Don’t Bet the Whole Card

It can be so tempting to come out firing when you get started betting on MMA. You see the main card with five fights, and you now assume that you need to make at least five bets. While we understand this temptation, we want to tell you to slow down. No, this doesn’t have anything to do with the amount of money you have on the line or bankroll management (though those are important things). This has to do with making smart bets.

Remember what we talked about in the very first tip of this section – understanding value? Well, you should only be placing bets that have value. Not all fights are going to have value. On top of that, you’re not going to have a strong prediction on every single fight; it’s just not possible. If you do have a strong prediction on every fight or think that every fight has value, then you are forcing bets which is an absolutely terrible habit to get into.

Stick to only betting fights that you feel you have a strong prediction on and that you feel the betting lines are offering adequate value. This might mean that you only place a few bets on a particular card and it might even mean that you don’t bet the main event. If you’re only looking to have a good time, disregard this. If you’re looking to make money betting on MMA fights, you need to have the discipline to know which bets you shouldn’t make.

Don’t Let Emotions Get Involved

One of the most fun parts about being an MMA fan is reading all the storylines and enjoying the emotional rush leading up to a fight. The trash talking…the comeback stories…the up and comers…whatever it is, it makes being an MMA fan awesome. But, the key word here is fan. These stories are awesome when you’re in fan-mode.

But, when you are sports betting, you have to distance yourself from being a fan. You have to approach each fight logically and with facts and reason. If you start basing your MMA fight bets on what you want to happen or how your heart feels about the fight, you’re not going to be very profitable. Don’t let the media get you riled up when it comes to making your bets. Save that emotion for when you’ve already made your bets, and you’re back to just being a fan.

Be Okay With Walking Away from a Fight

There’s a cliché phrase that we love because it is so genius. The smartest bet you’ll ever make is the one you don’t make. What this phrase is trying to say is that avoiding making a bad bet is worth way more money than making a good bet. This can be tough in the world of MMA because while there are way more events than there used to be back in the day, there are still a limited number of fights on each card. This can make you become tempted to want to bet every single fight.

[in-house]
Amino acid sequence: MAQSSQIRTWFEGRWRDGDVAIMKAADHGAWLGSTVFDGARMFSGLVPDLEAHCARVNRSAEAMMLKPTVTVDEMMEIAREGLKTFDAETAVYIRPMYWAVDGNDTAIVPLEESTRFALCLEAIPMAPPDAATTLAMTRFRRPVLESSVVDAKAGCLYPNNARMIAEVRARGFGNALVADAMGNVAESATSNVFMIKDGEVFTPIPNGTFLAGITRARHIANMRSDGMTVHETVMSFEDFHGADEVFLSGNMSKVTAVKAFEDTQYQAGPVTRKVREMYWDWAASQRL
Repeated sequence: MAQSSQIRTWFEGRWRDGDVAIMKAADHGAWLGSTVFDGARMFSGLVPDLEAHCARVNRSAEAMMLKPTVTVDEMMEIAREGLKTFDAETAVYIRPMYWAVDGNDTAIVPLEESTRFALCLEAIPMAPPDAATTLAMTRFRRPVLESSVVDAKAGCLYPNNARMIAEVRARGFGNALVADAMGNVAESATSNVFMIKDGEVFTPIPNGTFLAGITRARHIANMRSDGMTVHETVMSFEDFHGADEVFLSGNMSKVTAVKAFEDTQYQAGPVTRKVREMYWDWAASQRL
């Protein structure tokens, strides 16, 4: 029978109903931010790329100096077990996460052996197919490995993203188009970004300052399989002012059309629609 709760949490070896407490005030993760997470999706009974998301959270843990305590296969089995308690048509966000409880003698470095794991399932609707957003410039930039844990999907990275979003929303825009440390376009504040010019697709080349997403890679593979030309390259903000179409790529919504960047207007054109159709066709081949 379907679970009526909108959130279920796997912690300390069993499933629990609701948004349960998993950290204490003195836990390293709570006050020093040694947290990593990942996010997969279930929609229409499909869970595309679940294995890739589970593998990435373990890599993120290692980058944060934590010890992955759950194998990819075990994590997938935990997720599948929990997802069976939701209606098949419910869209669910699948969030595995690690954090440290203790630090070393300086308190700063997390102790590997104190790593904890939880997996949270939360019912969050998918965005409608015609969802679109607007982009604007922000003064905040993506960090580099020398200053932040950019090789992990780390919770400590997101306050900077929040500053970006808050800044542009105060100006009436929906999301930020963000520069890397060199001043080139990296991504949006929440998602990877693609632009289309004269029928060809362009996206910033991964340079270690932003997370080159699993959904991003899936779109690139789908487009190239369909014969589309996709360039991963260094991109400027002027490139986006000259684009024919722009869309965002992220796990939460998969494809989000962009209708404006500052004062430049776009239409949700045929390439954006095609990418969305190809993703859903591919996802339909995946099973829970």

On top of that, there is a sense of attachment that happens when someone spends time researching a fight. For example, let’s say there is a middleweight fight coming up that you are interested in betting. You start researching the fight and spend a couple of hours digging through stats, footage, and everything you can get your hands on. When you get done with that, you realize that you don’t really have much of a prediction either way and the odds just aren’t favorable on either side of the bet.

This is where the discipline has to kick in, and you have to be willing not to make a bet on that fight. It stinks because you’ve already committed a lot of time to your research, but you determined that there is no value there. At this point, you need to chalk that one up as a no-go and move on to researching the next fight. If at the end of that next fight’s research you find no value, you have to be ready to walk away again.

Sure, it’s not fun to get no action after you’ve invested so much of your precious time. It’s even worse if your betting research time is limited and you end up with no bets because of it. But, if you really are serious about making money, you have to be willing to walk away as many times as is necessary when you don’t have a pick, or there is no value.

How to Get Started Betting Today

You’re now locked and loaded with all of the knowledge you need to start intelligently betting on MMA fights. Is the road going to smooth sailing and easy from here? Probably not. Winning sports betting on any sport is challenging, and MMA is no different. But, that being said, it’s certainly beatable if you’re willing to put in the work.

So, what do you need to do now if you’re ready to get started and place a bet? The first thing you need to do is pick out an MMA betting site to take your action. The link below will show you the best betting sites to take your MMA action. You don’t even have to leave your chair to get your bets in. After that, use the information we taught you, do some research, and start picking some winners!